The Future of the Big Grass Snake: Inter’s Ownership Saga With Steven Zhang

On the surface, you’d think Simone Inzaghi’s Inter Milan are looking at a bright future. Winning Serie A in 2021, the Coppa Italia in 2022 and 2023 and sealing a sixth consecutive top-four finish and Champions League qualification, they are now setting their sights on their biggest match in over a decade as Pep Guardiola’s Manchester City await them in the Champions League Final. However, a number of lurking realities are slowly catching up to the club, building a wall of uncertainty at the Italian giants. 


The Cessation of Chinese Investment in Football


We’ll start off with their ownership situation. Steven Zhang is the current owner and the son of the founder of Suning Group, which took a massive hit in recent years. Former Chinese Super League champions, Jiangsu FC, who were owned by the Suning Group, abruptly dissolved their operations as a football club just three months after being crowned the Chinese football champions.


Subsequent to their 2015 takeover of Jiangsu, the Suning Group became an angel investor of Shanghai Chuangbing Information Technology Co., Ltd, a company specializing in sports statistical analysis and embarked on a tirade of signing foreign players to lead like Alex Teixeira, to lead their eventual charge to the CSL title. 



While it’s important to understand that Chinese investment in football has seen a sharp reduction in recent years, as the Chinese government’s incredibly ambitious goals to reach the zenith of club and international football have been cooled, it is just as important to be cognizant to the fact that severe mismanagement and incompetence has led to collapse felt by CSL clubs and in foreign investments like in Inter Milan’s case.


In addition, the direction of state investment has shifted firmly away from football for the East Asian superpower, which means owners and sponsors are scaling back the amounts they can pump into clubs like Inter. The total liabilities of the club stand at around $800 million, with around $250 million of that being in the form of short-term loans, which need to be repaid by 2024, or else Howard Mark’s Oaktree Capital, the investment firm who bailed out Inter, will get the keys to the club, in a style not too dissimilar to how their rivals, AC Milan, were taken over by Paul Singer’s Elliot Management. 


Contractual and Stadium Woes


Moreover, the recent stadium redevelopment plans for the San Siro have also ground to a halt, with AC Milan reportedly striking out on their own in order to construct their own venue. The general issue with Italian stadiums is that they are owned by their respective cities and not their respective clubs.


Thus, local councils have no interest in helping clubs build their own venues, which would take a big chunk of revenue from the cities and more often than not, put up bureaucratic hurdles in the path of clubs looking to build their own stadium. In Milan, things are no different, with the city earmarking the stadium for the opening ceremony of the 2026 Winter Olympics. 


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Crucially, these issues are greatly diminishing Inter’s appeal for prospective new owners, with Zhang holding out for a reported $1 billion price tag. Combine that with the massive debt and the stadium redevelopment and you end up in a financial ballpark where other clubs like Manchester United and Liverpool reside. On the pitch, things aren’t looking much better, with the combined age of their squad in a recent game against Spezia being 31, which is massive even for Serie A.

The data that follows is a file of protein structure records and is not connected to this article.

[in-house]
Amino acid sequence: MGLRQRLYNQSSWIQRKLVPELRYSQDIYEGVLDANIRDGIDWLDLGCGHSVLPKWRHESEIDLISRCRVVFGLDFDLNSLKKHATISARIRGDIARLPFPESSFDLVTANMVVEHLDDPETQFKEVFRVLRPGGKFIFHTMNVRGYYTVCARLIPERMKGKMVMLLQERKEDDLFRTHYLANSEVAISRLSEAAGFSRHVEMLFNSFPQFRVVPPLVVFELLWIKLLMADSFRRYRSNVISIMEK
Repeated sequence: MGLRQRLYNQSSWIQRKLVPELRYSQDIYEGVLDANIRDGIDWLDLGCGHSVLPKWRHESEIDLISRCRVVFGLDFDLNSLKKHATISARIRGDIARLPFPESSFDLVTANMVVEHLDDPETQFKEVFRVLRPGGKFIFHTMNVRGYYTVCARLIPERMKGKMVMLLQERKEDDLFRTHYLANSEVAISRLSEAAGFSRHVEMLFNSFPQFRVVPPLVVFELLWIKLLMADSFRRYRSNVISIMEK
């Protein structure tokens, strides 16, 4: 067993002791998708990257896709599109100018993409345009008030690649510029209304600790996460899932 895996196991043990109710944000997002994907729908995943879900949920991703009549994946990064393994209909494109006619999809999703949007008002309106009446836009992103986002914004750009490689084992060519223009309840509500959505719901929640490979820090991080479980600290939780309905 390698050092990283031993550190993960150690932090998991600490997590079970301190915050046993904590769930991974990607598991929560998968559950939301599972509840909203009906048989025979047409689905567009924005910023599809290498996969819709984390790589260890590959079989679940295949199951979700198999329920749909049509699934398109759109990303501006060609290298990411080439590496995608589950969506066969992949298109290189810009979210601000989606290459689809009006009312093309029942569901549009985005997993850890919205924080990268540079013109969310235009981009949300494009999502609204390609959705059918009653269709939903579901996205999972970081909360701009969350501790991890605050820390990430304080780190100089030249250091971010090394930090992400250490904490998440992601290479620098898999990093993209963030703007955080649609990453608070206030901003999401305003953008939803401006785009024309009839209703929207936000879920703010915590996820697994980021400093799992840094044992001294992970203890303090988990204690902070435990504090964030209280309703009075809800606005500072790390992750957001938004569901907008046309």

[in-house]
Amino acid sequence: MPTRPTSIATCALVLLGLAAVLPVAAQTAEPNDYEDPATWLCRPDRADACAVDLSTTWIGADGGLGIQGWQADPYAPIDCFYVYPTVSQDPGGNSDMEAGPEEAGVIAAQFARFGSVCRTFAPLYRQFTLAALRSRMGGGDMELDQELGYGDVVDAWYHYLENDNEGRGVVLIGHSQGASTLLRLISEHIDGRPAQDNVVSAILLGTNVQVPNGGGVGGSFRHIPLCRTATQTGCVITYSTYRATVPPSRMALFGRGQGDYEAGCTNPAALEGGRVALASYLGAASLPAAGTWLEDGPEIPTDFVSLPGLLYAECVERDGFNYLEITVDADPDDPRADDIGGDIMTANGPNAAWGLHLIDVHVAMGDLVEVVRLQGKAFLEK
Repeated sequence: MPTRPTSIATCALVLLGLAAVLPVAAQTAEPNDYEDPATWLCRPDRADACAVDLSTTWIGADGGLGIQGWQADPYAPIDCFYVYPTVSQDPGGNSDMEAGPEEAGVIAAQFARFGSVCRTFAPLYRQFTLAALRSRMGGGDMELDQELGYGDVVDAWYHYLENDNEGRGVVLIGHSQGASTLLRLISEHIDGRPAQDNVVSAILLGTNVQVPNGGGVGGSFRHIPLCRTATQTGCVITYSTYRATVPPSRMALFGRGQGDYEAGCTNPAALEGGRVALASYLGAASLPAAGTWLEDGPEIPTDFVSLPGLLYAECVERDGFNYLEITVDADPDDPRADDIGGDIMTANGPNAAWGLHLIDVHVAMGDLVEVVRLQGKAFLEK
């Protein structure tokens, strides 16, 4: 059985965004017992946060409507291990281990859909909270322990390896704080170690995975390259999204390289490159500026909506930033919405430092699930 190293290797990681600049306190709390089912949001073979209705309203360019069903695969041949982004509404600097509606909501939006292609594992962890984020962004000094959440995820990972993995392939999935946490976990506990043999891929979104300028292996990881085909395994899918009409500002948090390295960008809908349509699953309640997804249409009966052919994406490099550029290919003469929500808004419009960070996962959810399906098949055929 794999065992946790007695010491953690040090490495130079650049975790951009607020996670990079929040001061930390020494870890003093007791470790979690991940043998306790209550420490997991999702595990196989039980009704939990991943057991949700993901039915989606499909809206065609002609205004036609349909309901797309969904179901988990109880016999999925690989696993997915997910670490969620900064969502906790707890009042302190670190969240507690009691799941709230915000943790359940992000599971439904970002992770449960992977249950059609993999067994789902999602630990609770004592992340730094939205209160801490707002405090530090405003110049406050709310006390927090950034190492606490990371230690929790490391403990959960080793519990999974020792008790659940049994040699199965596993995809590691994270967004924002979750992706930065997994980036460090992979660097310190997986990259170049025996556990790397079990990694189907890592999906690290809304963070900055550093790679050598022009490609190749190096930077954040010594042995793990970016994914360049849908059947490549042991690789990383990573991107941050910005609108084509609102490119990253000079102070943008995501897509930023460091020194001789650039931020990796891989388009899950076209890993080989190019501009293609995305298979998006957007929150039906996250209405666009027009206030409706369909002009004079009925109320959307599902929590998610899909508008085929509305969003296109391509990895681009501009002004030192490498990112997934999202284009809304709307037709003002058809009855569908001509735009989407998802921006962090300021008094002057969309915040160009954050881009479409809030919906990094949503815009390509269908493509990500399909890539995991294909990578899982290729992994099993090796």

The summer of 2023 will see Samir Handanovic, Stefan De Vrij, Danilo D’Ambrosio, Edin Dzeko and Milan Skriniar become free agents, with Francesco Acerbi and Romelu Lukaku returning to parent clubs Lazio and Chelsea. Skriniar, who has emerged as a bedrock in defense since his arrival from Sampdoria in 2017, looks set to join PSG on a free transfer, whilst Inter are working on making Acerbi’s loan deal permanent. The 35-year-old has proven indispensable in the back three since arriving on deadline day, relegating De Vrij to the bench and playing a key role in Inter’s impressive turnaround in the past few months.


While the Skriniar situation was hastily handled by the club, the future of the rest is still inconclusive. Fast forwarding to summer 2024 when the contracts of Alessandro Bastoni, Henrikh Mkhitaryan and Hakan Calhanoglu are also expiring, and the spine of this squad looks in danger of disappearing. Bastoni’s contract situation is particularly worrying since he is not only one of the most sellable assets but also one of their best players. Two summers of upheaval will follow and Inter will have to work miracles in order to balance the need for debt repayment and replacing key players, all whilst ensuring their league form doesn’t drop off too dramatically.


Apart from a 3-1 loss to Napoli on May 21, which saw Inter field a second-choice line-up and fall down to 10 men before the break, the Nerazzurri have won each of their last 11 matches in all competitions, including a 2-1 win against Fiorentina in the Coppa Italia Final. They have brushed past Barcelona, Porto, Benfica and Milan en route to reaching the Champions League Final, and after closing out their domestic season with a 1-0 win at Torino, they will be taking on Manchester City in Istanbul. However, whilst Inter could very well end the season with a fourth European Cup, their off-the-field issues will not be going away anytime soon.


By: Eduard Holdis / @He_Ftbl

Featured Image: @GabFoligno / Mattia Ozbot – Inter / FC Internazionale